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NFL Makes Right Call on Female Ref

Kavitha A. Davidson is a former Bloomberg View columnist.
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The National Football League continues to cause controversy, but this time it's because it actually did something right: hiring its first full-time female official.

The league has yet to confirm the news, but an unnamed source told the Baltimore Sun that Sarah Thomas will be one of seven new officials for next season. The former Conference USA official worked preseason and New Orleans Saints minicamp games last spring as a line judge.

In 2007, Thomas became the first woman to officiate a Football Bowl Subdivision game, the highest level in college football. In 2009, she became the first female official to work a bowl game, officiating the Pizza Bowl between Ohio and Marshall. She also officiated the 2011 Pinstripe Bowl and the 2010 United Football League Championship game. Since 2013, she's been one of 21 finalists in the NFL's officiating development program.

She won't actually be the first woman to work an NFL regular-season game, however. That honor went to Shannon Eastin, who made her NFL debut in 2012 as one of the replacement officials during the referee lockout. But that was a temporary gig. And as Fox Sports' Mike Pereira noted (in a column that seemed unnecessarily combative toward Eastin), Thomas went through all the proper channels, the same lengthy training, scouting and vetting process as all other full-time officials.

Try telling that to the critics. Almost immediately after news broke on Friday, Twitter wwas flooded with the usual, predictable jokes about women in positions of power in traditionally male spheres. Aside from the myriad menstruation jokes that we apparently still haven't moved past, there were comments lamenting the "downfall of sports," questioning how this woman could ever understand a sport she never played, and worrying about what might happen to the damsel in zebra stripes when things get too physical on the field and she has to step in.

The issue of whether women can understand a men's game should have been settled by now, though it continues to come up whenever people want to deny equality in all avenues of sports, from media to executive roles to officiating. But Thomas's acumen is highly regarded by those who've observed her, while the men don't seem to be doing that great of a job. Last season was rife with bad calls and overall incompetence, even in the playoffs, to the point at which teams proposed rule changes meant to specifically prevent the terrible calls that hurt them.

And as far as a 42-year-old woman not being able to withstand the physical demands of a position partially occupied by men in their 60s, I'll just say that most male referees don't exactly boast the biceptual fortitude of Ed Hochuli.

One comment from a Thomas detractor in particular stood out: "She can thank Ray Rice." The unknown commenter is not alone -- Jacksonville Jaguars defensive tackle Sen'Derrick Marks shares his (or her) sentiment. "It's just like the Michael Sam situation -- if he wasn't gay, he would've gone undrafted," Marks told TMZ. "Instead the league drafts him because I think they are trying to monopolize on every aspect of the world ... the same thing with hiring a female ref. For the league it's great publicity. The NFL is all about monopolizing every opportunity."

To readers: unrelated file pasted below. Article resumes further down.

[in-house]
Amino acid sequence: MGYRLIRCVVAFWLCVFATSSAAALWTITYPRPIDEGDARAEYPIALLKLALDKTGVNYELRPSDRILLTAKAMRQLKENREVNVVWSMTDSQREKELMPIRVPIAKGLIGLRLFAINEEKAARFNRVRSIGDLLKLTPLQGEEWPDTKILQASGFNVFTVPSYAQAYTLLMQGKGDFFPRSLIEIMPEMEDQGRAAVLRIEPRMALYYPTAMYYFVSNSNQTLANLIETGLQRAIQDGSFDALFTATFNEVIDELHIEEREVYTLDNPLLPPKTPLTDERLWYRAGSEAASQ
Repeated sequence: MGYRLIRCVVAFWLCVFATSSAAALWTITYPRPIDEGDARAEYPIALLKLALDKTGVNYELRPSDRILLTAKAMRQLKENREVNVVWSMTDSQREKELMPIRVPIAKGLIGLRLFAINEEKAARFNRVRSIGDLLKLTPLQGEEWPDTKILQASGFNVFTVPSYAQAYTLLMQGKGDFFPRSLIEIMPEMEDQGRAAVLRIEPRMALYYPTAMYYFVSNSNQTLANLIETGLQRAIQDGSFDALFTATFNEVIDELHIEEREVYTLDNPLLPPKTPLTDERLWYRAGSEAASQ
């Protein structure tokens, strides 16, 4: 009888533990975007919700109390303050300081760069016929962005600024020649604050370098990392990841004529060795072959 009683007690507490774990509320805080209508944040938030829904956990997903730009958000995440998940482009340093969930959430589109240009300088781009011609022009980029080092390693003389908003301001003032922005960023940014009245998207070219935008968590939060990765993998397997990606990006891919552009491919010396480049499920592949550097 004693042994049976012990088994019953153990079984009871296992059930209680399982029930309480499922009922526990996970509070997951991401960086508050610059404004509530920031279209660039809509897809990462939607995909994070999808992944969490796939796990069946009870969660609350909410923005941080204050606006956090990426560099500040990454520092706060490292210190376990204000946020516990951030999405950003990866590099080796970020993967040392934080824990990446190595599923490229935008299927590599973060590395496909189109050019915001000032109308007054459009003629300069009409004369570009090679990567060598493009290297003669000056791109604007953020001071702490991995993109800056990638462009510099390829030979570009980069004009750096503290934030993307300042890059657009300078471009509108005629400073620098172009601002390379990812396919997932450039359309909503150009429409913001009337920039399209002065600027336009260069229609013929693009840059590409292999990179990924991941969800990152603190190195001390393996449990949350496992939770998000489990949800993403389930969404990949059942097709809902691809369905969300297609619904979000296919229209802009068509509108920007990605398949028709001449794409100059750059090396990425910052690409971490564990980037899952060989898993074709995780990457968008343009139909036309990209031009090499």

The Sam analogy is incredibly flawed -- the league certainly played up his story line, but if it was determined to fully capitalize on his publicity, he'd be on an NFL roster right now. Marks isn't necessarily wrong to point out that every move the NFL makes is calculated to benefit its image. It's probably not a coincidence that Thomas has been up for this promotion since 2013, and she got it right after the NFL had its dismal public-relations year. Its Ray Rice damage control has included hiring at least three women to high-profile positions: Anna Isaacson as vice president of social responsibility; Dawn Hudson as chief marketing officer; and, most recently, Elizabeth G. Nabel as the league's first chief medical officer.

Nabel is an eminently qualified physician, president of the Brigham and Women's Hospital, but her appointment did raise some eyebrows -- not because she's a woman, but because she's a cardiologist and not an expert in concussions or brain trauma, the most pressing medical issues facing the NFL. She's also closely tied to the Kraft Group, the holding company of New England Patriots owner Robert Kraft.

But Thomas has no such question marks. She worked her way up just like everyone else, and might have even remained in the pool of 21 a little bit longer than she deserved. In his comments, Marks did add that Thomas's hiring is "great" for women. "Ain't nothing wrong with it, especially as long as she knows what she's doing," he said.

For the first time, a woman with a whistle will have the chance to prove that she knows what she's doing for a full season. It might help the NFL's image, but more importantly, it helps women trying to gain ground in yet another realm from which they've been historically excluded.

This column does not necessarily reflect the opinion of Bloomberg View's editorial board or Bloomberg LP, its owners and investors.

To contact the author on this story:
Kavitha A. Davidson at kdavidson19@bloomberg.net

To contact the editor on this story:
Tobin Harshaw at tharshaw@bloomberg.net